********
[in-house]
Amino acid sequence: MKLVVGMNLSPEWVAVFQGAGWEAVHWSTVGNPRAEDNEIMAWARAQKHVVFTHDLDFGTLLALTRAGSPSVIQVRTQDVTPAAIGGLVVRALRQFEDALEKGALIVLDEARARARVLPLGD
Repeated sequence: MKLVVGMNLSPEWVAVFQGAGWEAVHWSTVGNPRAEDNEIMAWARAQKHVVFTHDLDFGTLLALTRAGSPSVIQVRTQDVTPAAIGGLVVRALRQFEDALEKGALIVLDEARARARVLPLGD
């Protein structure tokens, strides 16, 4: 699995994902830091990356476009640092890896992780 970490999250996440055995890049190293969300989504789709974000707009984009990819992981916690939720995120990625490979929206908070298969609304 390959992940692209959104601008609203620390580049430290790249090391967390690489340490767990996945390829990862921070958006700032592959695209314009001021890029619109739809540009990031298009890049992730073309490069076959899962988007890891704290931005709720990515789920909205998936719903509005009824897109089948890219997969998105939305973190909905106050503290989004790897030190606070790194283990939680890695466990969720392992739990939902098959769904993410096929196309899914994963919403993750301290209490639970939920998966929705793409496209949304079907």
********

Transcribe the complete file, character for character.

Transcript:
[in-house]
Amino acid sequence: MKLVVGMNLSPEWVAVFQGAGWEAVHWSTVGNPRAEDNEIMAWARAQKHVVFTHDLDFGTLLALTRAGSPSVIQVRTQDVTPAAIGGLVVRALRQFEDALEKGALIVLDEARARARVLPLGD
Repeated sequence: MKLVVGMNLSPEWVAVFQGAGWEAVHWSTVGNPRAEDNEIMAWARAQKHVVFTHDLDFGTLLALTRAGSPSVIQVRTQDVTPAAIGGLVVRALRQFEDALEKGALIVLDEARARARVLPLGD
């Protein structure tokens, strides 16, 4: 699995994902830091990356476009640092890896992780 970490999250996440055995890049190293969300989504789709974000707009984009990819992981916690939720995120990625490979929206908070298969609304 390959992940692209959104601008609203620390580049430290790249090391967390690489340490767990996945390829990862921070958006700032592959695209314009001021890029619109739809540009990031298009890049992730073309490069076959899962988007890891704290931005709720990515789920909205998936719903509005009824897109089948890219997969998105939305973190909905106050503290989004790897030190606070790194283990939680890695466990969720392992739990939902098959769904993410096929196309899914994963919403993750301290209490639970939920998966929705793409496209949304079907």